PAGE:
Daddy's medicine

Daddy’s medicine

During the World Cup, ESPN Senior Writer Wright Thompson became enamored with a hot sauce he found in Central America. Inspired (or, perhaps a little sauced himself), he put out a call for short essays on hot sauce. He got a lot of them, among them one I whipped up because…well, I like writing about hot sauce, and Thompson (a fellow Mizzou grad) is among my writing heroes. That night, Thompson told me I was a winner. The prize (a bottle of hot sauce, naturally) must have gotten caught up in Customs or something, but this little piece remains. I realized today that Thompson was the only one who ever read this. So, for the purposes of posterity–and as an explanation for any future DSS visits–here it is –BW.


What many people don’t understand about being a dad is the holiness of bedtime. It’s the 15 minutes of the day a man can kneel beside his boys’ beds, kiss their foreheads, and be—as a father should—simply there. But it is also—and this is the part that gets lost when people take the Norman Rockwell approach too seriously—the latter half of that 15 minutes when Dad slips downstairs, pours something brown over three ice cubes, and is simply nowhere. It’s somewhere in that 15 minutes that a dad can be everything and everywhere he is supposed to be and the nothing and nowhere he needs to go on living.

The universe’s great error in the structure of this 15 minutes is that at some point just after the rye has hit a dad’s lips, the nine-year-old has discovered he has a stuffy nose. There is a medicine cabinet, and it is stuffed with every prescription, over-the-counter, and snake-oil-sold herbal remedy Mom has discovered in the last decade of parenting. I barely know what any of it does, and I’d rather give my son a sniff of the rye than a lavender extract elixir or something Pfizer shoved through FDA-approval.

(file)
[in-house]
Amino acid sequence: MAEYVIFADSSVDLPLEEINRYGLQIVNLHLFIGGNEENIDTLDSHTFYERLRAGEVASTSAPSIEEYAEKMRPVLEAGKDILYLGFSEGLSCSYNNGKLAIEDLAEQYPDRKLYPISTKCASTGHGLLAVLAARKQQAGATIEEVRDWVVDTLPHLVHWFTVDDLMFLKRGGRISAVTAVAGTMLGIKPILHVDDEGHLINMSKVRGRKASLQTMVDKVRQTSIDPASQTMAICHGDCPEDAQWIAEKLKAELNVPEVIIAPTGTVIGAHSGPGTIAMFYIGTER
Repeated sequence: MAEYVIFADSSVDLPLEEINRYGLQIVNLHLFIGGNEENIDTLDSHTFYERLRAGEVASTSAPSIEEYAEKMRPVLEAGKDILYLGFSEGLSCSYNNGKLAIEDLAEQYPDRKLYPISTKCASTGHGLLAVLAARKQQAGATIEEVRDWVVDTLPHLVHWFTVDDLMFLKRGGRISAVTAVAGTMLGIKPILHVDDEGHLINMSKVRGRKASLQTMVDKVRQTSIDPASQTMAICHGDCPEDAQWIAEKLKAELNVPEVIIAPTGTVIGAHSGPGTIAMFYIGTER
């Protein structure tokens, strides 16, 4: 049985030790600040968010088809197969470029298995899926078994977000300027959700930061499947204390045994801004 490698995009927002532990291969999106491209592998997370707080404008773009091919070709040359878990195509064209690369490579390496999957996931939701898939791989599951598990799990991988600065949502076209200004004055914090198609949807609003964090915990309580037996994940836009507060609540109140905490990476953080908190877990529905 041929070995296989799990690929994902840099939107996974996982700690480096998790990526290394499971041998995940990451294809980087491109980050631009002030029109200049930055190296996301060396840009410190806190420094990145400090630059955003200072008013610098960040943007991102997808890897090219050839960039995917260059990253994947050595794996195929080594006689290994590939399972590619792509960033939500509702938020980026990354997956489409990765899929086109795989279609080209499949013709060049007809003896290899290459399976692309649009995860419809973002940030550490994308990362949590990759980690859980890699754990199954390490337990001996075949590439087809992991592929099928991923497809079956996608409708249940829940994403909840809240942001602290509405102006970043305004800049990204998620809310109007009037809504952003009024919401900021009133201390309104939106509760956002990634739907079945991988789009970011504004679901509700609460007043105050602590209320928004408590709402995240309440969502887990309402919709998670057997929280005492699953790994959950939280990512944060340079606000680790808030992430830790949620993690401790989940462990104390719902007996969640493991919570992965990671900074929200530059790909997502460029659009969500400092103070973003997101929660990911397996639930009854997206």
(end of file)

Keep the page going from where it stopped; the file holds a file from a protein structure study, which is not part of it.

“But, Dad, I can’t sleep,” says the boy. And the ice cubes are melting.

Maybe it’s the fact we’re still inside that holy 15 minutes, but I feel some sort of divine knowledge come over me. Without another word, I turn to the cabinet. I open it with a flourish to reveal three shelves of bottles. There are vinegars and wines and Asian sauces that will never get used. There are spices, herbs, and salts.

And there is hot sauce. Tabasco. Texas Pete. Louisiana. Cholula. Sriracha. They, like the ones in the other cabinet, are Daddy’s bottles. They are for breakfast. They are for lunch. They are for dinner. They are for bedtime.

“Stick out your finger,” I say.

He is hesitant, but I sense a trust building between us. He complies, his index finger turned up. I go with the Sriracha. It’s thicker and presumably a better medicine for mucus.

“On your tongue,” I say.

The kid shrugs and licks the pad of his finger. His eyes go wide, not with pain, but with an appreciation I can’t help but admire.

“That do it?” I say.

He sniffs once and then again. He’s found an airway. He actually laughs.

“Yeah. It worked.”

Several nights will pass during which we won’t tell Mom of how we solved his problem. It happens again, of course. The boy decides his nose is stuffy. I hear him coming before I’ve even settled into the couch. I know what he’s going to say, and he doesn’t disappoint me.

“Dad,” he says, “I need the hot sauce.”

I simply nod toward the kitchen and say, “You know where it is now.”